By James L. Rosica
Circuit Judge John C. Cooper asked Jim Apthorp’s attorney whether he should be going after the Florida Commission on Ethics.
In challenging a 2013 state law that permits use of the trusts, Apthorp had named Secretary of State Ken Detzner as defendant.
Detzner’s official duties include overseeing elections and campaign finance. Apthorp, a former top aide to the late Gov. Reubin Askew, wants Detzner’s office to reject the qualifying papers of candidates who list a blind trust.
Cooper noted the law in question isn’t so much an elections law as it is an ethics law. It spells out the use of “qualified blind trusts,” which shield their beneficiaries from knowing where money is coming from to avoid conflicts of interest.
“I just want to put everybody on notice,” Cooper said, in the matter’s first hearing after the Florida Supreme Court transferred it to local trial court.
“I’m not 100 percent convinced that the Secretary of State’s the right party,” he said, adding that appellate courts “have been real specific about who you sue on constitutional challenges.”
Virlindia Doss, the ethics commission’s executive director, couldn’t immediately be reached.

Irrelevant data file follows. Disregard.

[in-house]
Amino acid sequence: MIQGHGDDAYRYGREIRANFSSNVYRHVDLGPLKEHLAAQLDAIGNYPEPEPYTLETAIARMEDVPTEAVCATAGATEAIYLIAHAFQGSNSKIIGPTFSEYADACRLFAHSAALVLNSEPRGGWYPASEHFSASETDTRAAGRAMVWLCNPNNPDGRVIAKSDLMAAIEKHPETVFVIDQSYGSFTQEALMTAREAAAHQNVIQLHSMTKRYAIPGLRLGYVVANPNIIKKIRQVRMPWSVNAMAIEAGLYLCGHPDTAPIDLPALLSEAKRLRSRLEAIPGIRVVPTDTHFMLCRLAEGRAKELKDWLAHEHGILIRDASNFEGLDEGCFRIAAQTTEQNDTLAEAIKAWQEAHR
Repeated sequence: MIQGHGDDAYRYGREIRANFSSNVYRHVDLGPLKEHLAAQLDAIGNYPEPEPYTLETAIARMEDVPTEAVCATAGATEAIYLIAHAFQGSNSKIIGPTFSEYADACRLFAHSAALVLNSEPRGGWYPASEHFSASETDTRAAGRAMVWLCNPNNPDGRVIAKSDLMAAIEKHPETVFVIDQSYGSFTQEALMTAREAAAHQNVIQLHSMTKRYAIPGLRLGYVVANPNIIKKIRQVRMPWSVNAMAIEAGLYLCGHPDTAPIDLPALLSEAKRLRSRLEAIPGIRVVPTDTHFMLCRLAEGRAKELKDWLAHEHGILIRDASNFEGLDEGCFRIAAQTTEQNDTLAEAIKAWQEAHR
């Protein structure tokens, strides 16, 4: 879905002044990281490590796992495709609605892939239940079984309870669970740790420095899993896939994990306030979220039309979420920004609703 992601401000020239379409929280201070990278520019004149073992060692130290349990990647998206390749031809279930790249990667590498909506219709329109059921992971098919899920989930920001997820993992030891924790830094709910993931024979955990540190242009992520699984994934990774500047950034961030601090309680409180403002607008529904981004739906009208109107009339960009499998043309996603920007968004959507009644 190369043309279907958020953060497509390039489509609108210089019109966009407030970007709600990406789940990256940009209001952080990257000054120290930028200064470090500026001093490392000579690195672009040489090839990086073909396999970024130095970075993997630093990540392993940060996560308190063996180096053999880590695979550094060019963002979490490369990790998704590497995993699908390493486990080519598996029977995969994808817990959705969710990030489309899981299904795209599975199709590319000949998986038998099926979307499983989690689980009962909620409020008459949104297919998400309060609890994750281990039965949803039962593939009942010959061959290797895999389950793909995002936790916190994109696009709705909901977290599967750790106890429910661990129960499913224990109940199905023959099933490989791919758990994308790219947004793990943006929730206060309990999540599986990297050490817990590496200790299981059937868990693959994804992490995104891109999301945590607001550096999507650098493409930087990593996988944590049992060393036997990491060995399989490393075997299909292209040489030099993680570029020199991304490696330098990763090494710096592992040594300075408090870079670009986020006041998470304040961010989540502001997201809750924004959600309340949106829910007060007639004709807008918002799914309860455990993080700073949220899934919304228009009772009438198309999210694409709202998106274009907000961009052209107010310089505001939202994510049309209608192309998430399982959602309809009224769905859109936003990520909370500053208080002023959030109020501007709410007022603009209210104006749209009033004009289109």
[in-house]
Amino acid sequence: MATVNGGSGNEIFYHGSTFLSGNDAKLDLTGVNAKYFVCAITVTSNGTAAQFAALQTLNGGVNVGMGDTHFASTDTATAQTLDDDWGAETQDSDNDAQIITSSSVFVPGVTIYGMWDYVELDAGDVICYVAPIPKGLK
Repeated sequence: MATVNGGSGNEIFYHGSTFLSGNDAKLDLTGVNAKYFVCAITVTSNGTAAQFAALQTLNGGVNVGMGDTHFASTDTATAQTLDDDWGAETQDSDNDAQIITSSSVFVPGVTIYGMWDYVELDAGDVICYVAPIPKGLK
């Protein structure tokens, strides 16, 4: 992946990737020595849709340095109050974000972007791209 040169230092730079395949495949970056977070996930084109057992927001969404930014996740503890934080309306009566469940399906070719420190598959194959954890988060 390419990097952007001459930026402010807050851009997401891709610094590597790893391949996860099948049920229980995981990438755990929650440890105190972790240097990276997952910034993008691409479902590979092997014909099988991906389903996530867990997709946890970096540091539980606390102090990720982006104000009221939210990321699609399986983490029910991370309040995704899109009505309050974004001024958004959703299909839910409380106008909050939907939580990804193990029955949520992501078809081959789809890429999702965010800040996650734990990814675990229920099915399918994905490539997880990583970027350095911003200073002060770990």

Apthorp says the blind trusts law violates the Sunshine Amendment, approved by voters in 1976, which calls for elected officials and candidates to “file full and public disclosure of their financial interests.”
Gov. Rick Scott, running for re-election, is the only statewide official who has a blind trust. His campaign has said the governor will follow the court’s future decision.
Apthorp’s attorney, Sandy D’Alemberte, was ill Wednesday and could not attend the hearing; lawyer Robert Kerrigan filled in. Florida Solicitor General Allen Winsor is representing Detzner.
Kerrigan said the question would be addressed in a future filing.
Cooper also dismissed the idea that the case was an emergency matter, setting the next hearing for June 19. That’s three days after the start of the period when candidate’s submit their qualifications to run for state office.
Whatever his eventual decision, Cooper was mindful that his wouldn’t be the last word.
“We know it’s probably not going to stop here,” the judge said. “I’m just the first way station on the way to the big city.”